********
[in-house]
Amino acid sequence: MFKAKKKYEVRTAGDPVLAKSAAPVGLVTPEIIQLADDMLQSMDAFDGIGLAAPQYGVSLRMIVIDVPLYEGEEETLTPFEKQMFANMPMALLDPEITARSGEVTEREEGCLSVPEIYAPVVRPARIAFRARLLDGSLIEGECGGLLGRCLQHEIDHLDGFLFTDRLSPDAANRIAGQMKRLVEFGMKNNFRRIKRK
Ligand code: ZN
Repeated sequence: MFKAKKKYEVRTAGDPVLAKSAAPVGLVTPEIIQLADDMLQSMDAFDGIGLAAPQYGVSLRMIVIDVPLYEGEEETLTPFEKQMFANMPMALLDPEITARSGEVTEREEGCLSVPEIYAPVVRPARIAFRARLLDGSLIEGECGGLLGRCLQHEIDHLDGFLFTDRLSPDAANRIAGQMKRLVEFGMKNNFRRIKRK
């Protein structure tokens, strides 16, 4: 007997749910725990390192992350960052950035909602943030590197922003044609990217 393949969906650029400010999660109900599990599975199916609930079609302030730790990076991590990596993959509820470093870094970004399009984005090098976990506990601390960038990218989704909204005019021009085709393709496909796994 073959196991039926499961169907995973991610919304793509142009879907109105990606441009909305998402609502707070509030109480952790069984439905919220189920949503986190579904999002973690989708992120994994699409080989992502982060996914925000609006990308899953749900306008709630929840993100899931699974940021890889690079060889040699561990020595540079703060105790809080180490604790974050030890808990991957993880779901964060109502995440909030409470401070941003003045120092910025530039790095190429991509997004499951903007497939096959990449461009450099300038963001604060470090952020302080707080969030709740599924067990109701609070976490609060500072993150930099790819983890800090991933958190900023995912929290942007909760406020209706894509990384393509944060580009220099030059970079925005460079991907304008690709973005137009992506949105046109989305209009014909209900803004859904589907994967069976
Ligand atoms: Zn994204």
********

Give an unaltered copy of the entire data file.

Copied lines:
[in-house]
Amino acid sequence: MFKAKKKYEVRTAGDPVLAKSAAPVGLVTPEIIQLADDMLQSMDAFDGIGLAAPQYGVSLRMIVIDVPLYEGEEETLTPFEKQMFANMPMALLDPEITARSGEVTEREEGCLSVPEIYAPVVRPARIAFRARLLDGSLIEGECGGLLGRCLQHEIDHLDGFLFTDRLSPDAANRIAGQMKRLVEFGMKNNFRRIKRK
Ligand code: ZN
Repeated sequence: MFKAKKKYEVRTAGDPVLAKSAAPVGLVTPEIIQLADDMLQSMDAFDGIGLAAPQYGVSLRMIVIDVPLYEGEEETLTPFEKQMFANMPMALLDPEITARSGEVTEREEGCLSVPEIYAPVVRPARIAFRARLLDGSLIEGECGGLLGRCLQHEIDHLDGFLFTDRLSPDAANRIAGQMKRLVEFGMKNNFRRIKRK
């Protein structure tokens, strides 16, 4: 007997749910725990390192992350960052950035909602943030590197922003044609990217 393949969906650029400010999660109900599990599975199916609930079609302030730790990076991590990596993959509820470093870094970004399009984005090098976990506990601390960038990218989704909204005019021009085709393709496909796994 073959196991039926499961169907995973991610919304793509142009879907109105990606441009909305998402609502707070509030109480952790069984439905919220189920949503986190579904999002973690989708992120994994699409080989992502982060996914925000609006990308899953749900306008709630929840993100899931699974940021890889690079060889040699561990020595540079703060105790809080180490604790974050030890808990991957993880779901964060109502995440909030409470401070941003003045120092910025530039790095190429991509997004499951903007497939096959990449461009450099300038963001604060470090952020302080707080969030709740599924067990109701609070976490609060500072993150930099790819983890800090991933958190900023995912929290942007909760406020209706894509990384393509944060580009220099030059970079925005460079991907304008690709973005137009992506949105046109989305209009014909209900803004859904589907994967069976
Ligand atoms: Zn994204």